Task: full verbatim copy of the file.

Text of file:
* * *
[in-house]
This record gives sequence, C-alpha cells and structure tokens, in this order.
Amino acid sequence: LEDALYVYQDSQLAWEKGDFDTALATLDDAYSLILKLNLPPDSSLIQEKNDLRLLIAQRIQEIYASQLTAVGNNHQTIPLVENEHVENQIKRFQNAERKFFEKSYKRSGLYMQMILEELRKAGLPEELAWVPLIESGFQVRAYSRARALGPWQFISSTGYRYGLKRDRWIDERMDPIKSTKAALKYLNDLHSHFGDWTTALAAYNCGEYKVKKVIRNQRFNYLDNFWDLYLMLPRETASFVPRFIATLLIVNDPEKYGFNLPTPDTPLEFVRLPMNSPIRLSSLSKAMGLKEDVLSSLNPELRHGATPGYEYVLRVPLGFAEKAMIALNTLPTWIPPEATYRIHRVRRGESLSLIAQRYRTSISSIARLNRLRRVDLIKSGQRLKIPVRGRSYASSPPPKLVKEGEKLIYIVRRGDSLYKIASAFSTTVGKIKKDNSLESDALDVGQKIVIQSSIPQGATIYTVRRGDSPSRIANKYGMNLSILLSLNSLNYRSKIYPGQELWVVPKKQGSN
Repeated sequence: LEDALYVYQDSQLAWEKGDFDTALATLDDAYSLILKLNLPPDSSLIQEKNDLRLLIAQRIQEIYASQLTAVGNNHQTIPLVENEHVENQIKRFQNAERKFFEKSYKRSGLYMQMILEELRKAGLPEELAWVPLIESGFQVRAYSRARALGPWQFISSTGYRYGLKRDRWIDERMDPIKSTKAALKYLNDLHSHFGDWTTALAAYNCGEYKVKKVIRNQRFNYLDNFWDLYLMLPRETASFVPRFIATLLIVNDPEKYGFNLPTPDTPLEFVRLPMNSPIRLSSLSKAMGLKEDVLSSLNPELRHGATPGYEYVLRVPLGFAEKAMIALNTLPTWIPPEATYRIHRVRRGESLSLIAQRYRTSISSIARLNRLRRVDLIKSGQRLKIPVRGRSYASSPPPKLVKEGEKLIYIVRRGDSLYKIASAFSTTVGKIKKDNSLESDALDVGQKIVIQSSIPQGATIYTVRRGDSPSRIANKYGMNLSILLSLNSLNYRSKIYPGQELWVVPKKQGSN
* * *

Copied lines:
[in-house]
This record gives sequence, C-alpha cells and structure tokens, in this order.
Amino acid sequence: LEDALYVYQDSQLAWEKGDFDTALATLDDAYSLILKLNLPPDSSLIQEKNDLRLLIAQRIQEIYASQLTAVGNNHQTIPLVENEHVENQIKRFQNAERKFFEKSYKRSGLYMQMILEELRKAGLPEELAWVPLIESGFQVRAYSRARALGPWQFISSTGYRYGLKRDRWIDERMDPIKSTKAALKYLNDLHSHFGDWTTALAAYNCGEYKVKKVIRNQRFNYLDNFWDLYLMLPRETASFVPRFIATLLIVNDPEKYGFNLPTPDTPLEFVRLPMNSPIRLSSLSKAMGLKEDVLSSLNPELRHGATPGYEYVLRVPLGFAEKAMIALNTLPTWIPPEATYRIHRVRRGESLSLIAQRYRTSISSIARLNRLRRVDLIKSGQRLKIPVRGRSYASSPPPKLVKEGEKLIYIVRRGDSLYKIASAFSTTVGKIKKDNSLESDALDVGQKIVIQSSIPQGATIYTVRRGDSPSRIANKYGMNLSILLSLNSLNYRSKIYPGQELWVVPKKQGSN
Repeated sequence: LEDALYVYQDSQLAWEKGDFDTALATLDDAYSLILKLNLPPDSSLIQEKNDLRLLIAQRIQEIYASQLTAVGNNHQTIPLVENEHVENQIKRFQNAERKFFEKSYKRSGLYMQMILEELRKAGLPEELAWVPLIESGFQVRAYSRARALGPWQFISSTGYRYGLKRDRWIDERMDPIKSTKAALKYLNDLHSHFGDWTTALAAYNCGEYKVKKVIRNQRFNYLDNFWDLYLMLPRETASFVPRFIATLLIVNDPEKYGFNLPTPDTPLEFVRLPMNSPIRLSSLSKAMGLKEDVLSSLNPELRHGATPGYEYVLRVPLGFAEKAMIALNTLPTWIPPEATYRIHRVRRGESLSLIAQRYRTSISSIARLNRLRRVDLIKSGQRLKIPVRGRSYASSPPPKLVKEGEKLIYIVRRGDSLYKIASAFSTTVGKIKKDNSLESDALDVGQKIVIQSSIPQGATIYTVRRGDSPSRIANKYGMNLSILLSLNSLNYRSKIYPGQELWVVPKKQGSN